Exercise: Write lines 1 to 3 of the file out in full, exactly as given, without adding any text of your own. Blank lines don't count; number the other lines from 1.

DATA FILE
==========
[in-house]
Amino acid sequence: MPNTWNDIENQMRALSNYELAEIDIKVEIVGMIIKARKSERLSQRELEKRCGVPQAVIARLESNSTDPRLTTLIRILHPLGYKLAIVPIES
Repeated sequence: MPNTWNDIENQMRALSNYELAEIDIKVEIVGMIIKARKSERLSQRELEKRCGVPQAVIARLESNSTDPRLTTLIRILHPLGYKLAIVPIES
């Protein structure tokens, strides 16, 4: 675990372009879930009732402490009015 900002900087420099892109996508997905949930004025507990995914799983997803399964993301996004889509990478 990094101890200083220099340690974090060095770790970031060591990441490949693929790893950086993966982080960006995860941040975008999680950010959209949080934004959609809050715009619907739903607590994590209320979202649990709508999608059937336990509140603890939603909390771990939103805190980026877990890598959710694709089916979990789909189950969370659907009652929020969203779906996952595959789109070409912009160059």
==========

[in-house]
Amino acid sequence: MPNTWNDIENQMRALSNYELAEIDIKVEIVGMIIKARKSERLSQRELEKRCGVPQAVIARLESNSTDPRLTTLIRILHPLGYKLAIVPIES
Repeated sequence: MPNTWNDIENQMRALSNYELAEIDIKVEIVGMIIKARKSERLSQRELEKRCGVPQAVIARLESNSTDPRLTTLIRILHPLGYKLAIVPIES